MADISON, Wis. — Prosecutors in the Chandler Halderson trial claimed during opening statements Tuesday that the 23-year-old killed his parents after a web of lies about college and work were possibly exposed.

Dane Co. Assistant District Attorney William Brown said he will seek to prove that Chandler Halderson had consistently lied to his parents about getting a degree and work when they had pressed him about earning money and paying rent.

“The evidence in this case, you’ll find, is overwhelming,” Brown said. “Chandler Halderson killed his parents on July 1, 2021. He cut up their bodies with axes and saws and knives, and he didn’t even give them the dignity of having a funeral or even a final resting place in one piece or together.”

Halderson allegedly claimed that he was going to Madison College and was working at American Family Insurance, although prosecutors say records show Halderson did not attend Madison College for more than a semester and nobody at American Family Insurance had a record of him working there. Halderson also allegedly claimed to help on dive units for Madison Police and the Wisconsin DNR, neither of which Brown said has dive units.

MORE: Full coverage of the Chandler Halderson homicide investigation and trial — previous stories, timelines and interviews

Halderson also claimed that he was getting a job at SpaceX and was going to move to Florida, before he suffered a head injury which he claimed left him permanently disabled, including complications like brain bleeds, hematoma, spinal damage, and inability to use his legs.

Prosecutors claimed, though, that Halderson was exaggerating his symptoms and doctors said they treated him for a mild concussion, but there was no need for the neck brace he was photographed wearing in late June, weeks before his parents died. Prosecutors also pointed out surveillance video from a local convenience store showing Halderson carrying two bags of ice with no problems and not wearing the neck brace in early July.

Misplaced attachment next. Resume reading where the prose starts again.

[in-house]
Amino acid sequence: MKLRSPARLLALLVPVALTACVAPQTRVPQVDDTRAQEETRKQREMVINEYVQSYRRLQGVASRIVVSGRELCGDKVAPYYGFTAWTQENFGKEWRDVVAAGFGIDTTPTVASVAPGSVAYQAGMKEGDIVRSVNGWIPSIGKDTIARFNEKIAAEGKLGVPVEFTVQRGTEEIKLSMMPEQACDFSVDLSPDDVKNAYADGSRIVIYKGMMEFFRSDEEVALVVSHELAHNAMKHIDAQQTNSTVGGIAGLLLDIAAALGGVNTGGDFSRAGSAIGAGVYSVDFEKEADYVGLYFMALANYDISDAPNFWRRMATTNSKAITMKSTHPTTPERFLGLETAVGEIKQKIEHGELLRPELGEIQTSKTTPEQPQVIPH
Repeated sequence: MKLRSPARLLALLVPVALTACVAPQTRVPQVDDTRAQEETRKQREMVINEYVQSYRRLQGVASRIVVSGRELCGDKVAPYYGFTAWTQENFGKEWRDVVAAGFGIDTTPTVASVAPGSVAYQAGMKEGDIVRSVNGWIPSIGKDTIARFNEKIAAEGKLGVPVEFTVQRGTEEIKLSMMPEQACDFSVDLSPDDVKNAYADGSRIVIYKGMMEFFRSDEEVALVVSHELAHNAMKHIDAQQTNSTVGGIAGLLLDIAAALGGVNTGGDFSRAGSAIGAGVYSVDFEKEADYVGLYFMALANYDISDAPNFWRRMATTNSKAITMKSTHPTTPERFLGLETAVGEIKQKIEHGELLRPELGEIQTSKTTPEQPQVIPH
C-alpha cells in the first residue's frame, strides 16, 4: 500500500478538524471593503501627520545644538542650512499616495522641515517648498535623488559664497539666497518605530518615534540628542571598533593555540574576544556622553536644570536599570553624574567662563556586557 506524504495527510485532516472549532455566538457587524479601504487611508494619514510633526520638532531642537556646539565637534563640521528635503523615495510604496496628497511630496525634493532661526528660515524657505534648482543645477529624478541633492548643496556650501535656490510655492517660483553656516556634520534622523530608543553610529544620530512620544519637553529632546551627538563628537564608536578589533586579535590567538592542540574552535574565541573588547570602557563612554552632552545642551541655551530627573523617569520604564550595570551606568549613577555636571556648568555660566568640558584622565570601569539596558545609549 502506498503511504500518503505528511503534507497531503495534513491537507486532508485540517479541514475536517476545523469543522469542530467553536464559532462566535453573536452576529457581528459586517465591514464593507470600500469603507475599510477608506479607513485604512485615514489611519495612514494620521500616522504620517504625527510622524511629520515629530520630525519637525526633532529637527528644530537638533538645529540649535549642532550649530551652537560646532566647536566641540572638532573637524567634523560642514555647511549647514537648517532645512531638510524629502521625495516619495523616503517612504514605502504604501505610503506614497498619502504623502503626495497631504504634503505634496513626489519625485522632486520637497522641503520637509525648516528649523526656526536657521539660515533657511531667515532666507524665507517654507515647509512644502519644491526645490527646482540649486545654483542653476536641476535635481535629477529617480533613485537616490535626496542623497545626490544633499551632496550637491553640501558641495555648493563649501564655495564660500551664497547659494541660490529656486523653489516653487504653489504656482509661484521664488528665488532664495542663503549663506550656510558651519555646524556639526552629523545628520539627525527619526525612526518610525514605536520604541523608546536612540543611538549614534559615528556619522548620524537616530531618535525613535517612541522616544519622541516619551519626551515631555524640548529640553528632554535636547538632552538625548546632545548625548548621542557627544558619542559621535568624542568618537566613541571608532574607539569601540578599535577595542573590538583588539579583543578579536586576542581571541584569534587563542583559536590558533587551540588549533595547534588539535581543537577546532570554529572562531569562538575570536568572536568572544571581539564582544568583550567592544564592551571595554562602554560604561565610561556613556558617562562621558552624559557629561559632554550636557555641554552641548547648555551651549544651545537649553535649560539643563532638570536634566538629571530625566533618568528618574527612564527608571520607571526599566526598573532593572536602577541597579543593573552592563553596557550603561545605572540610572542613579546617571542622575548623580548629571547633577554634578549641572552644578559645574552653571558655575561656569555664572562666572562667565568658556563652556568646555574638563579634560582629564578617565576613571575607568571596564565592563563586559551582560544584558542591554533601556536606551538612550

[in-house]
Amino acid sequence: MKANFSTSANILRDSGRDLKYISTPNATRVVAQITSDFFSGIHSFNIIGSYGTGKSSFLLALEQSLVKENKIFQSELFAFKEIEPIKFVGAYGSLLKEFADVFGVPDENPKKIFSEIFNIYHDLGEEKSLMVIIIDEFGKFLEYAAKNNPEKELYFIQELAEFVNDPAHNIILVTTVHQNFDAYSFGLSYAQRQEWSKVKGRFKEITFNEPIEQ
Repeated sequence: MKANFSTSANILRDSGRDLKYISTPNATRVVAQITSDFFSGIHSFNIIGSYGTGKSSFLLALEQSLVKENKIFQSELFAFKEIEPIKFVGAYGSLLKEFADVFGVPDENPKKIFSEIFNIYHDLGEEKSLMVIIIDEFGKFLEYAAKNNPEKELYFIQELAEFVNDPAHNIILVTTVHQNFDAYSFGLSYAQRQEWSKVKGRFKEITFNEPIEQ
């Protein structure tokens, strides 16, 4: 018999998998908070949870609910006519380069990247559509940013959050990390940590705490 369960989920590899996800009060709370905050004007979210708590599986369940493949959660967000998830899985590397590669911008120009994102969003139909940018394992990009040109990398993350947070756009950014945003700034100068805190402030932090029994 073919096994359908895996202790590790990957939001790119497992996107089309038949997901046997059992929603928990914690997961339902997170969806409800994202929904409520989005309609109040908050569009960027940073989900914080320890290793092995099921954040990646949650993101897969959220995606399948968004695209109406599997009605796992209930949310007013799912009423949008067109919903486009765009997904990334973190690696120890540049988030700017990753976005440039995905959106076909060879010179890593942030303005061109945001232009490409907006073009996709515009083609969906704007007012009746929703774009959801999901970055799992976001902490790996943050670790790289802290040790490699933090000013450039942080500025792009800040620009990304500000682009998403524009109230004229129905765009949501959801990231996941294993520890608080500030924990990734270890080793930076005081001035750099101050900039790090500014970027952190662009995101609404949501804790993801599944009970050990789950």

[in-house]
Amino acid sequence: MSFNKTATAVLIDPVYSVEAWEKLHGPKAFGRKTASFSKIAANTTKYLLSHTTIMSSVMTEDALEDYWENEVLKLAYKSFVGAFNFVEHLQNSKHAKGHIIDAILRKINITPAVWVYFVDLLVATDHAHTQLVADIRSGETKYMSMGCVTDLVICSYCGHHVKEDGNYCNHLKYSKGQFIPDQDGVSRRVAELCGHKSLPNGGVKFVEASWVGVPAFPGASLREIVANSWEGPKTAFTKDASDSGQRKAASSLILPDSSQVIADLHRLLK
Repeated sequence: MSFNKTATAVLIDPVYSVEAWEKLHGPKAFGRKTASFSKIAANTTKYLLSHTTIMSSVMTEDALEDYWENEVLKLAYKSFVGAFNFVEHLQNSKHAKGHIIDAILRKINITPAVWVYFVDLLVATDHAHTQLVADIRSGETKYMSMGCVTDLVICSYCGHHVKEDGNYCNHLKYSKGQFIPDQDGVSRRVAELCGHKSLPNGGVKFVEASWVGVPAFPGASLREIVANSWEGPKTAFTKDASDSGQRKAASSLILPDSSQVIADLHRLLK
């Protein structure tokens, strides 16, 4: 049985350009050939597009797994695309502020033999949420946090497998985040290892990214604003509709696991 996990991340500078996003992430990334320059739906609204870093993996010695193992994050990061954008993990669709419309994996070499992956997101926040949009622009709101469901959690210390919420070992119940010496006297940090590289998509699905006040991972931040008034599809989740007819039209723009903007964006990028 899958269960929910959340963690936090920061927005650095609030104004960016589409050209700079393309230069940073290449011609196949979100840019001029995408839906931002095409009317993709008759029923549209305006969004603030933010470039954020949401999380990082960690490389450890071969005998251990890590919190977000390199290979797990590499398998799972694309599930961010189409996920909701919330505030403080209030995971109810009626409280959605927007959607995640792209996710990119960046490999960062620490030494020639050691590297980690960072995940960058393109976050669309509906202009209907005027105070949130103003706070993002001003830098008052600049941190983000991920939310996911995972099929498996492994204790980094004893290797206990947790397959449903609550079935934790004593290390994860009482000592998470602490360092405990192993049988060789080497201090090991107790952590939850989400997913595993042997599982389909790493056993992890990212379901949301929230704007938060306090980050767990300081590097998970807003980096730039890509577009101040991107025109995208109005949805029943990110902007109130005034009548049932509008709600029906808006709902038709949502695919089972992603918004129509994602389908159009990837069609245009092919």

Possible Motive

For the first time, prosecutors also gave a look at a possible motive in the murder of Bart and Krista Halderson. Brown said that Chandler Halderson was still living at home, and his parents kept checking in on whether he was on course to graduate from Madison College and making sure he was waking up on time for his supposed meetings at American Family Insurance.

Prosecutors claimed that Chandler would show Bart copies of e-mail chains he allegedly had with various staff members at Madison College inquiring about his status at the college. One of the e-mails included a phone number for Bart Halderson to call, which he did — and allegedly said the person on the other end of the line sounded like his son. Prosecutors said police later traced that call to a “burner” phone that was found in Chandler’s room.

The prosecution also said Bart eventually called Madison College himself and talked to someone at the reception desk — a call that was recorded for customer service purposes. Bart posed as Chandler during the call, eventually finding out that everything his son had told him about his status at Madison College was not true — and none of the people in the e-mails actually worked at Madison College. Prosecutors claim Chandler generated fake identities with GMail addresses and was actually sending the e-mails to himself.

Text message records show that Bart texted Chandler that he had spoken to the person at Madison College.

Prosecutors say Bart and Chandler Halderson had a meeting scheduled at Madison College at 3 p.m. on July 1 to discuss Chandler’s status at the college. Bart texted Chandler “I’m ready whenever you are,” apparently referring to the meeting, about 50 minutes before forensic analysis found Bart would have been killed after being shot in the back.

The prosecution alleges it was Chandler who shot Bart, using a rifle he got from a friend. Text message records show Chandler also texted Krista that afternoon, saying Bart’s phone had died and she should text Chandler if she needed anything. He also requested she stop on the way home from work to get soda — something prosecutors claim was designed to buy him more time before she got home.

Defense stresses presumption of innocence

While prosecutors spent about an hour giving their opening statement, using multiple photos and informational slides to illustrate their case, the defense’s opening statements lasted a little more than 10 minutes and did not include any visual aids.

Attorney Catherine Dorl described Chandler Halderson as a “normal kid” who liked video games and was enjoying life. She also argued that while the prosecution will offer a large amount of detail on what happened before and after the Haldersons went missing, but won’t be able to prove beyond a reasonable doubt that Chandler killed his parents.

“The evidence will show you that there is a gap of evidence when it comes to that time frame,” Dorl said. “Your job is to listen to this evidence as jurors, listen to the evidence from the perspective of a juror, not from the perspective of a story corroborator.”

Dorl also reminded jurors of the presumption of innocence everyone is guaranteed as they go on trial.

“Assumption is the mother of all mistakes,” Dorl said. “The story that you just heard assumes that Chandler Halderson killed his parents. You cannot assume anything.”

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